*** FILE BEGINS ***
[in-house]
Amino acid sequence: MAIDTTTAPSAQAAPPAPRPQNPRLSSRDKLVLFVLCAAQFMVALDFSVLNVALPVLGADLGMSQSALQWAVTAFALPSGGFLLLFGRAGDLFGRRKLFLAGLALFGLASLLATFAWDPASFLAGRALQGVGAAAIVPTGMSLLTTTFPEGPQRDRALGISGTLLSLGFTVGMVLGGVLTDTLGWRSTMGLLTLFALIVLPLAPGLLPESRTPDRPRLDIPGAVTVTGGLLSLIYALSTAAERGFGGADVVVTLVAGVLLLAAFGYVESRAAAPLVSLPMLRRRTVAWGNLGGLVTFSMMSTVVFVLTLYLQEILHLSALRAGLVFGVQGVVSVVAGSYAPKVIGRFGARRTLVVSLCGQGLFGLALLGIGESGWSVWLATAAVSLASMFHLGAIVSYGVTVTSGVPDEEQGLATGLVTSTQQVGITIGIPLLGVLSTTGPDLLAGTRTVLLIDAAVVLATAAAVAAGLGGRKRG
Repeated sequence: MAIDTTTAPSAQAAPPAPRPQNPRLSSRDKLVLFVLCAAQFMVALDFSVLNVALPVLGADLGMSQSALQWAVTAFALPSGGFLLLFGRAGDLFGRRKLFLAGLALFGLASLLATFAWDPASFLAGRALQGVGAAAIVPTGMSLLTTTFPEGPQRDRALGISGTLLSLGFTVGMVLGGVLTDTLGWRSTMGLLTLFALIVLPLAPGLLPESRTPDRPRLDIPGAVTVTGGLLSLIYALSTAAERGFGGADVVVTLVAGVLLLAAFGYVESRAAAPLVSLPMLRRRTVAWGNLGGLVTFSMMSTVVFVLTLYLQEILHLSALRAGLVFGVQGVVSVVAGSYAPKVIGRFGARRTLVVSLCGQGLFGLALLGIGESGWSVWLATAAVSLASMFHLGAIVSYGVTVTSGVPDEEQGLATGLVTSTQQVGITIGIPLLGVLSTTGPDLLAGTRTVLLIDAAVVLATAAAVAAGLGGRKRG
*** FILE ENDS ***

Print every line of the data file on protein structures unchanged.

[in-house]
Amino acid sequence: MAIDTTTAPSAQAAPPAPRPQNPRLSSRDKLVLFVLCAAQFMVALDFSVLNVALPVLGADLGMSQSALQWAVTAFALPSGGFLLLFGRAGDLFGRRKLFLAGLALFGLASLLATFAWDPASFLAGRALQGVGAAAIVPTGMSLLTTTFPEGPQRDRALGISGTLLSLGFTVGMVLGGVLTDTLGWRSTMGLLTLFALIVLPLAPGLLPESRTPDRPRLDIPGAVTVTGGLLSLIYALSTAAERGFGGADVVVTLVAGVLLLAAFGYVESRAAAPLVSLPMLRRRTVAWGNLGGLVTFSMMSTVVFVLTLYLQEILHLSALRAGLVFGVQGVVSVVAGSYAPKVIGRFGARRTLVVSLCGQGLFGLALLGIGESGWSVWLATAAVSLASMFHLGAIVSYGVTVTSGVPDEEQGLATGLVTSTQQVGITIGIPLLGVLSTTGPDLLAGTRTVLLIDAAVVLATAAAVAAGLGGRKRG
Repeated sequence: MAIDTTTAPSAQAAPPAPRPQNPRLSSRDKLVLFVLCAAQFMVALDFSVLNVALPVLGADLGMSQSALQWAVTAFALPSGGFLLLFGRAGDLFGRRKLFLAGLALFGLASLLATFAWDPASFLAGRALQGVGAAAIVPTGMSLLTTTFPEGPQRDRALGISGTLLSLGFTVGMVLGGVLTDTLGWRSTMGLLTLFALIVLPLAPGLLPESRTPDRPRLDIPGAVTVTGGLLSLIYALSTAAERGFGGADVVVTLVAGVLLLAAFGYVESRAAAPLVSLPMLRRRTVAWGNLGGLVTFSMMSTVVFVLTLYLQEILHLSALRAGLVFGVQGVVSVVAGSYAPKVIGRFGARRTLVVSLCGQGLFGLALLGIGESGWSVWLATAAVSLASMFHLGAIVSYGVTVTSGVPDEEQGLATGLVTSTQQVGITIGIPLLGVLSTTGPDLLAGTRTVLLIDAAVVLATAAAVAAGLGGRKRG